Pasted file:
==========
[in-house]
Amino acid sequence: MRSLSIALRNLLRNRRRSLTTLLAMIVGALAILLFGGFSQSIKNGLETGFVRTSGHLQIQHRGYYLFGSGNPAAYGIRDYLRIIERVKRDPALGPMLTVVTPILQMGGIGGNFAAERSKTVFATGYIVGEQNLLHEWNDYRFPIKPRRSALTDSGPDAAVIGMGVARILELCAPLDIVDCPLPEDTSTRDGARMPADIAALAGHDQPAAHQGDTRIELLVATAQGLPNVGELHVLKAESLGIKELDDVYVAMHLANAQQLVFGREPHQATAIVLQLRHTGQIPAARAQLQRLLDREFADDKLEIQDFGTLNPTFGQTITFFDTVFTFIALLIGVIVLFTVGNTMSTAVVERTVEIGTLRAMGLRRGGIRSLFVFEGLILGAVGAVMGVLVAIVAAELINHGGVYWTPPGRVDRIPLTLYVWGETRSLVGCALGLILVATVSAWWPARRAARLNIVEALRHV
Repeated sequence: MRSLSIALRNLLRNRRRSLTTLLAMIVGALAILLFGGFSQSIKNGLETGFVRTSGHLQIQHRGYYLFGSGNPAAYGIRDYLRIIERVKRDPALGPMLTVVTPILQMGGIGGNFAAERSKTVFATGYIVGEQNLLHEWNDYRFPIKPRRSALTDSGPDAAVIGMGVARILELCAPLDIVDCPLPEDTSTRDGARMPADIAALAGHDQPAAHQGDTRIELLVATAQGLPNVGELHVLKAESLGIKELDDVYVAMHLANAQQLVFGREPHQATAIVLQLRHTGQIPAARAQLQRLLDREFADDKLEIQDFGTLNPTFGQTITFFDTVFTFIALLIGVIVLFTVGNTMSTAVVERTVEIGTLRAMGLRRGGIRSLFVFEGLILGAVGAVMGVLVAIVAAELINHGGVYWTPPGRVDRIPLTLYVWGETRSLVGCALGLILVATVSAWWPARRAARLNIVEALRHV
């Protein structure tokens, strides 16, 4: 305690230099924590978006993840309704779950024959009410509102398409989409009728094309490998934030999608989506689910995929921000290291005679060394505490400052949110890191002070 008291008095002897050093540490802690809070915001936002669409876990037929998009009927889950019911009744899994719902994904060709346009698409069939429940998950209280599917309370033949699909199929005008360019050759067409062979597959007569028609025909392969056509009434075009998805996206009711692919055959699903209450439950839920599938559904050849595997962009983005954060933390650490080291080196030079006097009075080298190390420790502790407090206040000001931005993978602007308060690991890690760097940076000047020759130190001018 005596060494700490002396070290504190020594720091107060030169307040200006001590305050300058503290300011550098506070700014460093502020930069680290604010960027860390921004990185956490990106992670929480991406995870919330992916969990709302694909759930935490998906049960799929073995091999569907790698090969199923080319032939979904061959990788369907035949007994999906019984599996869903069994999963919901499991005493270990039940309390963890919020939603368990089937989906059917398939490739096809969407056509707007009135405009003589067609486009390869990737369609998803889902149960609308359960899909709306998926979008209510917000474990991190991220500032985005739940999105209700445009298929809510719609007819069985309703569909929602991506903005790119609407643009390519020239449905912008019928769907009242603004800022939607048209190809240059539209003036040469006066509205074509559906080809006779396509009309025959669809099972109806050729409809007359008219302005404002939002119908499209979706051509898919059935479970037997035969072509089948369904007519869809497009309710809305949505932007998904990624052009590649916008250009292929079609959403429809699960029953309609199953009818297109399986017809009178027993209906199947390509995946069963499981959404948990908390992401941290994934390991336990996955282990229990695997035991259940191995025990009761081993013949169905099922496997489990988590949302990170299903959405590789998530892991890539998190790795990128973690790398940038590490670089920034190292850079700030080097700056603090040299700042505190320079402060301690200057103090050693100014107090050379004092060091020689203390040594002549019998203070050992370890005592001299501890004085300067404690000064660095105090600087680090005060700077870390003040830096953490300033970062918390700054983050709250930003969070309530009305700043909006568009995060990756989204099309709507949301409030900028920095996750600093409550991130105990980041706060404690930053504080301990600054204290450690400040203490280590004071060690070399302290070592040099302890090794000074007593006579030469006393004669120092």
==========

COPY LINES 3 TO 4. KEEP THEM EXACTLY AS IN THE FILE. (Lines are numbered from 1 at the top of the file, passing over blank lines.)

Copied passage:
Repeated sequence: MRSLSIALRNLLRNRRRSLTTLLAMIVGALAILLFGGFSQSIKNGLETGFVRTSGHLQIQHRGYYLFGSGNPAAYGIRDYLRIIERVKRDPALGPMLTVVTPILQMGGIGGNFAAERSKTVFATGYIVGEQNLLHEWNDYRFPIKPRRSALTDSGPDAAVIGMGVARILELCAPLDIVDCPLPEDTSTRDGARMPADIAALAGHDQPAAHQGDTRIELLVATAQGLPNVGELHVLKAESLGIKELDDVYVAMHLANAQQLVFGREPHQATAIVLQLRHTGQIPAARAQLQRLLDREFADDKLEIQDFGTLNPTFGQTITFFDTVFTFIALLIGVIVLFTVGNTMSTAVVERTVEIGTLRAMGLRRGGIRSLFVFEGLILGAVGAVMGVLVAIVAAELINHGGVYWTPPGRVDRIPLTLYVWGETRSLVGCALGLILVATVSAWWPARRAARLNIVEALRHV
């Protein structure tokens, strides 16, 4: 305690230099924590978006993840309704779950024959009410509102398409989409009728094309490998934030999608989506689910995929921000290291005679060394505490400052949110890191002070 008291008095002897050093540490802690809070915001936002669409876990037929998009009927889950019911009744899994719902994904060709346009698409069939429940998950209280599917309370033949699909199929005008360019050759067409062979597959007569028609025909392969056509009434075009998805996206009711692919055959699903209450439950839920599938559904050849595997962009983005954060933390650490080291080196030079006097009075080298190390420790502790407090206040000001931005993978602007308060690991890690760097940076000047020759130190001018 005596060494700490002396070290504190020594720091107060030169307040200006001590305050300058503290300011550098506070700014460093502020930069680290604010960027860390921004990185956490990106992670929480991406995870919330992916969990709302694909759930935490998906049960799929073995091999569907790698090969199923080319032939979904061959990788369907035949007994999906019984599996869903069994999963919901499991005493270990039940309390963890919020939603368990089937989906059917398939490739096809969407056509707007009135405009003589067609486009390869990737369609998803889902149960609308359960899909709306998926979008209510917000474990991190991220500032985005739940999105209700445009298929809510719609007819069985309703569909929602991506903005790119609407643009390519020239449905912008019928769907009242603004800022939607048209190809240059539209003036040469006066509205074509559906080809006779396509009309025959669809099972109806050729409809007359008219302005404002939002119908499209979706051509898919059935479970037997035969072509089948369904007519869809497009309710809305949505932007998904990624052009590649916008250009292929079609959403429809699960029953309609199953009818297109399986017809009178027993209906199947390509995946069963499981959404948990908390992401941290994934390991336990996955282990229990695997035991259940191995025990009761081993013949169905099922496997489990988590949302990170299903959405590789998530892991890539998190790795990128973690790398940038590490670089920034190292850079700030080097700056603090040299700042505190320079402060301690200057103090050693100014107090050379004092060091020689203390040594002549019998203070050992370890005592001299501890004085300067404690000064660095105090600087680090005060700077870390003040830096953490300033970062918390700054983050709250930003969070309530009305700043909006568009995060990756989204099309709507949301409030900028920095996750600093409550991130105990980041706060404690930053504080301990600054204290450690400040203490280590004071060690070399302290070592040099302890090794000074007593006579030469006393004669120092």